The all-male revue Chippendales didn’t truly take shape until choreographer Nick De Noia came on board. Similarly, Hulu’s new drama Welcome to Chippendales gets a significant boost midway through the premiere when Murray Bartlett shows up as the Emmy-winning director with Big Ideas who quickly partners with Kumail Nanjiani’s Somen “Steve” Banerjee.
TVLine recently chatted with Bartlett, who earlier this year took home his own Emmy for playing beleaguered hotel manager Armond in HBO’s White Lotus. Topics included: Fabio, dancing with dishtowels and an “incredibly challenging” aspect of mirroring choreography. Read on for his thoughts.
TVLINE | I know what my preconceived notions of Chippendales were, going into all of this. What were yours?
I had no idea of any kind of backstory. So, I just think, like campy, fun, male burlesque show, really, with these guys that always seemed to have like unusually long hair and kind of reminded me of Fabio, you know? That was the look.
TVLINE | I think people thought straight women wanted that, right? Like, that was it.
What were they thinking, Kim? [Laughs] But so, it turns out, a lot of people did.
TVLINE | It also seems a little pure and quaint now, considering how social standards have changed in the years since and what you see in pretty much any popular media.
Right. Yeah. I think you’re right. It was burlesque, really, right? Because they never showed the full kit.
TVLINE | Right.
There were always things covered, and there was this sort of air of mystery and holding back a little — I think not in the beginning of Chippendales, from what I know of the original L.A. club, but it definitely evolved into that. Yeah.
TVLINE | We meet Nick at what seems like a low point in his life. When you’re watching Unicorn Tales [aka the show for which De Noia won his Emmys] with a glass of wine in the afternoon, it’s probably not a good thing.
Have you watched Unicorn Tales? It’s so brilliant, I think.
TVLINE | I actually have not seen it, but I will try to find it if it’s good.
Find it on YouTube. Yeah. It’s good.
TVLINE | Do you think he would’ve ever taken on something like Chippendales had he not been at that low place in his life/career?
I mean I think it’s hard to separate it. He’d had high points, and he won two Emmys for Unicorn Tales. It was a kids’ show. So, it wasn’t quite what he had in mind for the sort of the manifestation of his creative genius, I think. And yeah, you’re right. He is kind of at a low point, or moving into a low point, when we meet him at the beginning of the show.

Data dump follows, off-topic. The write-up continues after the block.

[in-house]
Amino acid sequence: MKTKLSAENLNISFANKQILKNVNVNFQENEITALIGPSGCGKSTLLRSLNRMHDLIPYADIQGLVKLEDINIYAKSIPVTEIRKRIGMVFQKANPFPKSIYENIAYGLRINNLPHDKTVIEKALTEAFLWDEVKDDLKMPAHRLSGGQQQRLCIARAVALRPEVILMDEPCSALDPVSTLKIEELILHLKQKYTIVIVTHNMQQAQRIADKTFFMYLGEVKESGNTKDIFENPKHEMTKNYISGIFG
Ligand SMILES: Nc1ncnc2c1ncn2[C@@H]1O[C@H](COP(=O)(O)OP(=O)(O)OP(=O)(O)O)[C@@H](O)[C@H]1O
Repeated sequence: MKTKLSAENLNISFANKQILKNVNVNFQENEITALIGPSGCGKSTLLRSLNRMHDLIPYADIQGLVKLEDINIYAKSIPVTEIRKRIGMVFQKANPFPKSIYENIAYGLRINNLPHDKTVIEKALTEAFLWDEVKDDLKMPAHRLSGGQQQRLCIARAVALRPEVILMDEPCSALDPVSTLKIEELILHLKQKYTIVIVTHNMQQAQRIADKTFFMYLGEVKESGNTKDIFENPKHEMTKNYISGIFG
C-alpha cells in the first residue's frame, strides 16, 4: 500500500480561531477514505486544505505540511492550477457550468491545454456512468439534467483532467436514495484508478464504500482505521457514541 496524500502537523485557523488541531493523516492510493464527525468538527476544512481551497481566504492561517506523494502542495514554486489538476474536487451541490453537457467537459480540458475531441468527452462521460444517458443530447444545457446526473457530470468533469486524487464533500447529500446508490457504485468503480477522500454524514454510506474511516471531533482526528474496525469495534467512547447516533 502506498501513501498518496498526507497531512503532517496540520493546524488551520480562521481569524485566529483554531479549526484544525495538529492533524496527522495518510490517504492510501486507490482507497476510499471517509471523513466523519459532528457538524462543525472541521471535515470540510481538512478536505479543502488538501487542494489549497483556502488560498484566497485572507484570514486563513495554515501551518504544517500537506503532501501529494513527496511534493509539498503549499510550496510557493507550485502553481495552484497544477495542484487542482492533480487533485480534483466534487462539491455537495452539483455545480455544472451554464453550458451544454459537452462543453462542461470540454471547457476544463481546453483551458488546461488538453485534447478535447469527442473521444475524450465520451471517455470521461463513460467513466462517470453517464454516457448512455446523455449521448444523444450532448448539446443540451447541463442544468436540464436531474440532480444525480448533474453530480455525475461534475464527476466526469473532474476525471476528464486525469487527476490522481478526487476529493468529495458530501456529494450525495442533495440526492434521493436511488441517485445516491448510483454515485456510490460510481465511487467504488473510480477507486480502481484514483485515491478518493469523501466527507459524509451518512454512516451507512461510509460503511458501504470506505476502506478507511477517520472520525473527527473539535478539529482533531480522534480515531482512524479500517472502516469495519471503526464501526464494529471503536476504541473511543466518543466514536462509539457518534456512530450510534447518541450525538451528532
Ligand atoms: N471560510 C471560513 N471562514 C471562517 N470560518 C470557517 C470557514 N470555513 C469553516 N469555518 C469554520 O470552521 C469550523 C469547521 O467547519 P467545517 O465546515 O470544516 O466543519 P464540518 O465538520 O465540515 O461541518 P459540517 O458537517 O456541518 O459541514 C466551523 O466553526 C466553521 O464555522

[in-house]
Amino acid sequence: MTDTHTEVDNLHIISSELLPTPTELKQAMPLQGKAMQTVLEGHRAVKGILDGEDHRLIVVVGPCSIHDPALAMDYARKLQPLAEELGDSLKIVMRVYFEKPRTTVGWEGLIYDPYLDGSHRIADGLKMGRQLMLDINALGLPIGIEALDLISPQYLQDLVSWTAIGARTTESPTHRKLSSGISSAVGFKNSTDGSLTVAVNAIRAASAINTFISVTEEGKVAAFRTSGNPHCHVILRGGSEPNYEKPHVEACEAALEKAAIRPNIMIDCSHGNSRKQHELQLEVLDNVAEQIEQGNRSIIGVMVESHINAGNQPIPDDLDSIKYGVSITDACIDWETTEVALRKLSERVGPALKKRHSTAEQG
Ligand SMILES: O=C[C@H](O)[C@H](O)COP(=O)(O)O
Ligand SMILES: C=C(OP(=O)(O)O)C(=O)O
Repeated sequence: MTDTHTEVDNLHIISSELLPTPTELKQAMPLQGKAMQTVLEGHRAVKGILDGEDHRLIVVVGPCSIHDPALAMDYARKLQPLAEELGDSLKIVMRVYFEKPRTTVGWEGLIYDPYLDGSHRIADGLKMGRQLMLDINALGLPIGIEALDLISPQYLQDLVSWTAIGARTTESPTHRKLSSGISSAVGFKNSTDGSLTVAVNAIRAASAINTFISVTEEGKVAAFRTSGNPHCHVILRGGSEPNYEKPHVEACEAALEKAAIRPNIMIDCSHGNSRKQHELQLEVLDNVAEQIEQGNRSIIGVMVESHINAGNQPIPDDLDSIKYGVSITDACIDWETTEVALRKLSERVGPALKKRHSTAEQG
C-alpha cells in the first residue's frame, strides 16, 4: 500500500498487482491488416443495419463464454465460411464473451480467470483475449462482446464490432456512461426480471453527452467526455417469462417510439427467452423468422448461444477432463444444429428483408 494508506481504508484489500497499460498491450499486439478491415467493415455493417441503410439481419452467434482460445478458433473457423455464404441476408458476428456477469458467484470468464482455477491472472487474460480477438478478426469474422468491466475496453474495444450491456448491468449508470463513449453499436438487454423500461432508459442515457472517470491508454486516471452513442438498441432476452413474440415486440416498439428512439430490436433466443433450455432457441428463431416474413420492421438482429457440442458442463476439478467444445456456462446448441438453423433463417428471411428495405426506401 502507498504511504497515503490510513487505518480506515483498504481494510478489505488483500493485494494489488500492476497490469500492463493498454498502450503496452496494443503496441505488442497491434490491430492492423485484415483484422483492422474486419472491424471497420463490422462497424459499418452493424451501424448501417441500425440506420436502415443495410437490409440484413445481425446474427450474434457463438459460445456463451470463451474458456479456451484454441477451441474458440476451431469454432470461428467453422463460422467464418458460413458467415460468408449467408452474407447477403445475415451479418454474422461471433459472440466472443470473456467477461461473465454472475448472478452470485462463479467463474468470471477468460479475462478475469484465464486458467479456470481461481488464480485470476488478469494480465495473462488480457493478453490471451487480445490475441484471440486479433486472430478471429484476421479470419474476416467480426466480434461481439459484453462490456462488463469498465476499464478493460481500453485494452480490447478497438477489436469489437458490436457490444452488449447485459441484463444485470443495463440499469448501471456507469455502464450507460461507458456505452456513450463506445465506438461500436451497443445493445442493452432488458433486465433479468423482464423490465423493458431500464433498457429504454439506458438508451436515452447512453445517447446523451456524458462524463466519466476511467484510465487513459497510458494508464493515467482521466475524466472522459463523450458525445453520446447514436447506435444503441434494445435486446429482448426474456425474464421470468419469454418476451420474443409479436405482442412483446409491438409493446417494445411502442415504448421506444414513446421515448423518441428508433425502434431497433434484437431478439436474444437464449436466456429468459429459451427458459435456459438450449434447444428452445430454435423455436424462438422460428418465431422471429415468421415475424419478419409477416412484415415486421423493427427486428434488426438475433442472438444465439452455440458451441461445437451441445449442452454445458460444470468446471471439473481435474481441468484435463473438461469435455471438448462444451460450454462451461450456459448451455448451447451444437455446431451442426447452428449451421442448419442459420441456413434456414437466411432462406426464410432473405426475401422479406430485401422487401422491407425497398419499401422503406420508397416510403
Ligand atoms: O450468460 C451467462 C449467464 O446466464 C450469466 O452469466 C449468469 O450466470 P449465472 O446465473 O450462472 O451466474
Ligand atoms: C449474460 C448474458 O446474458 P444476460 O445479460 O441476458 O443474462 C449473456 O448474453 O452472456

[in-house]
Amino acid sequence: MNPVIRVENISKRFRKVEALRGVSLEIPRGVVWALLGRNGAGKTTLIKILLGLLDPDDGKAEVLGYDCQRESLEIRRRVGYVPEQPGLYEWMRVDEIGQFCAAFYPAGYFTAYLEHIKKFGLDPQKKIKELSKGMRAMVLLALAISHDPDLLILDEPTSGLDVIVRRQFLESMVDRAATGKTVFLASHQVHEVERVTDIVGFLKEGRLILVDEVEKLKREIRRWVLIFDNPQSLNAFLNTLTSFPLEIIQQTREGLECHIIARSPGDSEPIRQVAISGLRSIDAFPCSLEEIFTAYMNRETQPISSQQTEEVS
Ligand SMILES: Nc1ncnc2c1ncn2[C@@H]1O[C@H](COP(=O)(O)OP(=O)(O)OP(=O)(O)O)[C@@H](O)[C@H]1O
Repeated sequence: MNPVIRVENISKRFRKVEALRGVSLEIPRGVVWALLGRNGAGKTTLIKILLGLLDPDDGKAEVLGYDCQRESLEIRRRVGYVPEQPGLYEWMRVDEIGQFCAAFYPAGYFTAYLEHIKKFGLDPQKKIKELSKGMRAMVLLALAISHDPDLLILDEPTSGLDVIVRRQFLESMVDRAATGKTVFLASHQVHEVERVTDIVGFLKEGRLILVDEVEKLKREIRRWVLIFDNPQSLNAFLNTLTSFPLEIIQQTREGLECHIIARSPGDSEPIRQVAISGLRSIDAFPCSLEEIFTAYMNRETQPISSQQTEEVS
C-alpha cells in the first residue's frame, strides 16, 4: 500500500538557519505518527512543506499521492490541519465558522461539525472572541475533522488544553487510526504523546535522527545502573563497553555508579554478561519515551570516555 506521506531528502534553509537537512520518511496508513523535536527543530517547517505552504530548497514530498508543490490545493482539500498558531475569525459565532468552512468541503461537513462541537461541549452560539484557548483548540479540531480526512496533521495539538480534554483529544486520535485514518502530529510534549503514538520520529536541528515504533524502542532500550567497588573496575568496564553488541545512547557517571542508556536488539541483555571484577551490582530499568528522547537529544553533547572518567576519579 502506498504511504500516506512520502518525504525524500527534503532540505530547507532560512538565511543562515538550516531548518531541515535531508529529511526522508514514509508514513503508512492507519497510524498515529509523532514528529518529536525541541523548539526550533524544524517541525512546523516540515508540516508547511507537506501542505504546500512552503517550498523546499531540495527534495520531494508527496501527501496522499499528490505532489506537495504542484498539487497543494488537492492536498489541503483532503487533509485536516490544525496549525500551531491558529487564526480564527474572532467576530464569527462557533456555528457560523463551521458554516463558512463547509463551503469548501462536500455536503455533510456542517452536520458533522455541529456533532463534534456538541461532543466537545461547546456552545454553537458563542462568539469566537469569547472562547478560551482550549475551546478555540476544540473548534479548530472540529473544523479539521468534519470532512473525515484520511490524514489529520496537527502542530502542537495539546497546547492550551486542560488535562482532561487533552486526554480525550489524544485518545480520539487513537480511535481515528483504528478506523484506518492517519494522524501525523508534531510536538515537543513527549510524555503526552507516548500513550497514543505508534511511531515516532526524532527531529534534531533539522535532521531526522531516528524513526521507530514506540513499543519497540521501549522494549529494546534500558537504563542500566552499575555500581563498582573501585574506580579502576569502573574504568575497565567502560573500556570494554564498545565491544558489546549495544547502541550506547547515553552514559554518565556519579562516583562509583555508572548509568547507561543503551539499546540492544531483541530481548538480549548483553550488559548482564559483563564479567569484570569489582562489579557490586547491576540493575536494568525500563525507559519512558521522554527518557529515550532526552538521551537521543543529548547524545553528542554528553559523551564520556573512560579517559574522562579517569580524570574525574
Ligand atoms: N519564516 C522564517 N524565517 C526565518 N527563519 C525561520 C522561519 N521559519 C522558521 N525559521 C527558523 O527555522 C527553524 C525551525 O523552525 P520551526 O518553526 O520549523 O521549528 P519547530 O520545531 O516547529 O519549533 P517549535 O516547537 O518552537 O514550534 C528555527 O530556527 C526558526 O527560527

So, he’s even moreso looking for that kind of avenue to pour all his creative energy into, but I think he was always looking for that. It was just that it happened that he was in this place, and then Chippendales kind of appeared, or this opportunity appeared, and he was like, “This is it, I can do it with this.” So it was a combination of him being fiercely ambitious, always looking for a creative outlet. I feel like he’s this body that just can’t contain all this incredible creative energy that he has. So when it came along, he was like, “This is it. This is my thing.”
TVLINE | You’re no stranger to taking parts that are physical — like in Physical. Correct me if I’m wrong, but you are not a trained dancer, right? These are skills you’ve developed over time?
[Laughs] I love that you’re asking that, Kim, but no, I’m not a trained dancer.
TVLINE | Well, you move better than I do.
Had great choreographers.
TVLINE | Do you think it’s harder to pull off looking like you know what you’re doing when you’re moving solo — like when Nick is choreographing with the dishtowel in Episode 2 — or in a scene where he’s teaching the choreography to the group of guys?
I mean, there’s joy in it for me, having the focus on me, pretending that I’m a dancer. I like leaning into that and being able to play that. The thing that was most challenging for me was — because the choreographer is meant to be sort of not the best dancer but to know the moves through and through — I had to do this routine where I’m teaching the routine to the dancers where I’m mirroring them, first, doing the routine but like opposite to what they’re doing, and then turn around and do what they’re doing.
So, as a non-dancer, that was incredibly challenging and incredibly satisfying. Because I did it, but after many hours of practicing that and having great choreographers who helped to create moves that were not beyond me. But yeah, I love a challenge as an actor, and that kind of physical stuff is a great challenge that I love to try and meet. So, it was joyful for me and kind of thrilling.
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